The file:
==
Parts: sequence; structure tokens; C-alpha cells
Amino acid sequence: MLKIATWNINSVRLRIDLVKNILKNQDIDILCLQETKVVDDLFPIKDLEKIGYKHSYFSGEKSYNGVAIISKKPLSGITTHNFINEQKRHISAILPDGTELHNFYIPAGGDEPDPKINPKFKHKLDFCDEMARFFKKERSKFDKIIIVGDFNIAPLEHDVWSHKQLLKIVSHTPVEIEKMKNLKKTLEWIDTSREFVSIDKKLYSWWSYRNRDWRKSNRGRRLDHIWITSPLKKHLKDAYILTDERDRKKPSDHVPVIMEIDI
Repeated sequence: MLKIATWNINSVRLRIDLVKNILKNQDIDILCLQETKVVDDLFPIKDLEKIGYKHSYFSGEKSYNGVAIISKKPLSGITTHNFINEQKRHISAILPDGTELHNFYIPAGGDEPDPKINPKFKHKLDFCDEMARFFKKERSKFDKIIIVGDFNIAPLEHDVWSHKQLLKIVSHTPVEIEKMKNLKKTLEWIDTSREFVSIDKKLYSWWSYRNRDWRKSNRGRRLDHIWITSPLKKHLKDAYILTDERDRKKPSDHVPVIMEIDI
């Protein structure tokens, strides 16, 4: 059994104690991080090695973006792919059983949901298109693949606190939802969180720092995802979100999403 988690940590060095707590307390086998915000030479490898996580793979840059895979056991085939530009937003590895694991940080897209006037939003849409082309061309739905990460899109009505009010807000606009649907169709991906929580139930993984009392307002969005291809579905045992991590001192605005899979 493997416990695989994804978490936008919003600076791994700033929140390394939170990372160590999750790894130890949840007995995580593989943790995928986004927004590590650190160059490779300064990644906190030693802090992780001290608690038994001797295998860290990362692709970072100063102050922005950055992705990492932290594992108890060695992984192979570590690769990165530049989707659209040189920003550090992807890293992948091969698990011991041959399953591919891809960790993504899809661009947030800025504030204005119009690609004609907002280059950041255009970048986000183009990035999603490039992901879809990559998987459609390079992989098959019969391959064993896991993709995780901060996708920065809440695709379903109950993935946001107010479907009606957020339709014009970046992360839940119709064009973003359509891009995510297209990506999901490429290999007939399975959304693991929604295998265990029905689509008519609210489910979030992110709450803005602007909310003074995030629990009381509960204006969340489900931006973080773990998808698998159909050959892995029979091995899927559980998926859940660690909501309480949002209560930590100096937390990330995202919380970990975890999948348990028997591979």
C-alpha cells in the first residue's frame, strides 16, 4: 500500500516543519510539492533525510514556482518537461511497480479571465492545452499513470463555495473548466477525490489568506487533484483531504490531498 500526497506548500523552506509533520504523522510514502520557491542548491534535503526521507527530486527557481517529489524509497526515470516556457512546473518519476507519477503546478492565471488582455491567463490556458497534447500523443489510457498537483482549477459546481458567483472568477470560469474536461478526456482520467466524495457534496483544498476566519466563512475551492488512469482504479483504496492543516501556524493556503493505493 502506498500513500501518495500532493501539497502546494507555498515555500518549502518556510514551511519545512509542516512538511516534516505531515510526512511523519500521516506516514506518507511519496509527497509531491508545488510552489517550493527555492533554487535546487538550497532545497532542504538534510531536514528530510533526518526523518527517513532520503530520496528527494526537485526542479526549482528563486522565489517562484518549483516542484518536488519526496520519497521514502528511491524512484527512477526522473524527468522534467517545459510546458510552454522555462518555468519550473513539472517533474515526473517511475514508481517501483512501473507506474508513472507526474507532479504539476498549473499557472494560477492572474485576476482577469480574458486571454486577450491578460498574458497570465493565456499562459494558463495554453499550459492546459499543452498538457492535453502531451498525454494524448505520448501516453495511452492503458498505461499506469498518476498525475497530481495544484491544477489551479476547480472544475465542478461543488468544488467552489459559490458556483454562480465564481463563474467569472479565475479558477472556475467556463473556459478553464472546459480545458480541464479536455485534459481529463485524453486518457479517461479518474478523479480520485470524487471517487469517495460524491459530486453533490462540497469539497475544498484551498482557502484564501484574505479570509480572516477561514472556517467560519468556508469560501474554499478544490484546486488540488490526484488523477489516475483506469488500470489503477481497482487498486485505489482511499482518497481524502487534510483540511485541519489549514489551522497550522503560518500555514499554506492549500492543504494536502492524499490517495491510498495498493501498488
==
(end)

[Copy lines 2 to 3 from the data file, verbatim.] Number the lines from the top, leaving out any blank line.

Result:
Amino acid sequence: MLKIATWNINSVRLRIDLVKNILKNQDIDILCLQETKVVDDLFPIKDLEKIGYKHSYFSGEKSYNGVAIISKKPLSGITTHNFINEQKRHISAILPDGTELHNFYIPAGGDEPDPKINPKFKHKLDFCDEMARFFKKERSKFDKIIIVGDFNIAPLEHDVWSHKQLLKIVSHTPVEIEKMKNLKKTLEWIDTSREFVSIDKKLYSWWSYRNRDWRKSNRGRRLDHIWITSPLKKHLKDAYILTDERDRKKPSDHVPVIMEIDI
Repeated sequence: MLKIATWNINSVRLRIDLVKNILKNQDIDILCLQETKVVDDLFPIKDLEKIGYKHSYFSGEKSYNGVAIISKKPLSGITTHNFINEQKRHISAILPDGTELHNFYIPAGGDEPDPKINPKFKHKLDFCDEMARFFKKERSKFDKIIIVGDFNIAPLEHDVWSHKQLLKIVSHTPVEIEKMKNLKKTLEWIDTSREFVSIDKKLYSWWSYRNRDWRKSNRGRRLDHIWITSPLKKHLKDAYILTDERDRKKPSDHVPVIMEIDI